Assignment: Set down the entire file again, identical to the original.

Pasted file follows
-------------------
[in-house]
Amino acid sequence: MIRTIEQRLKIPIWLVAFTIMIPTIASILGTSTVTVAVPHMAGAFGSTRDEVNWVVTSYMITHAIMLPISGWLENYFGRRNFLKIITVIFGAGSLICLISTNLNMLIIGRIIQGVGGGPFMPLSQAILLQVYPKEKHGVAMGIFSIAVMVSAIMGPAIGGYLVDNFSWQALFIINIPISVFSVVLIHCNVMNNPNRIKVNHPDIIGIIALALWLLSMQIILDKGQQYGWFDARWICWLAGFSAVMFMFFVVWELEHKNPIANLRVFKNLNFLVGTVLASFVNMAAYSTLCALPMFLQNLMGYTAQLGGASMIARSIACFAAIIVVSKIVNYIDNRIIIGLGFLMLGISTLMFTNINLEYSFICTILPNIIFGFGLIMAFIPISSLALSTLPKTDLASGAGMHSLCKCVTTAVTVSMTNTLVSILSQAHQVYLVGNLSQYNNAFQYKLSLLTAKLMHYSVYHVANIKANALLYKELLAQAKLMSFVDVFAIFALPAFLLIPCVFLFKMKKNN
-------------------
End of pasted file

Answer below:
[in-house]
Amino acid sequence: MIRTIEQRLKIPIWLVAFTIMIPTIASILGTSTVTVAVPHMAGAFGSTRDEVNWVVTSYMITHAIMLPISGWLENYFGRRNFLKIITVIFGAGSLICLISTNLNMLIIGRIIQGVGGGPFMPLSQAILLQVYPKEKHGVAMGIFSIAVMVSAIMGPAIGGYLVDNFSWQALFIINIPISVFSVVLIHCNVMNNPNRIKVNHPDIIGIIALALWLLSMQIILDKGQQYGWFDARWICWLAGFSAVMFMFFVVWELEHKNPIANLRVFKNLNFLVGTVLASFVNMAAYSTLCALPMFLQNLMGYTAQLGGASMIARSIACFAAIIVVSKIVNYIDNRIIIGLGFLMLGISTLMFTNINLEYSFICTILPNIIFGFGLIMAFIPISSLALSTLPKTDLASGAGMHSLCKCVTTAVTVSMTNTLVSILSQAHQVYLVGNLSQYNNAFQYKLSLLTAKLMHYSVYHVANIKANALLYKELLAQAKLMSFVDVFAIFALPAFLLIPCVFLFKMKKNN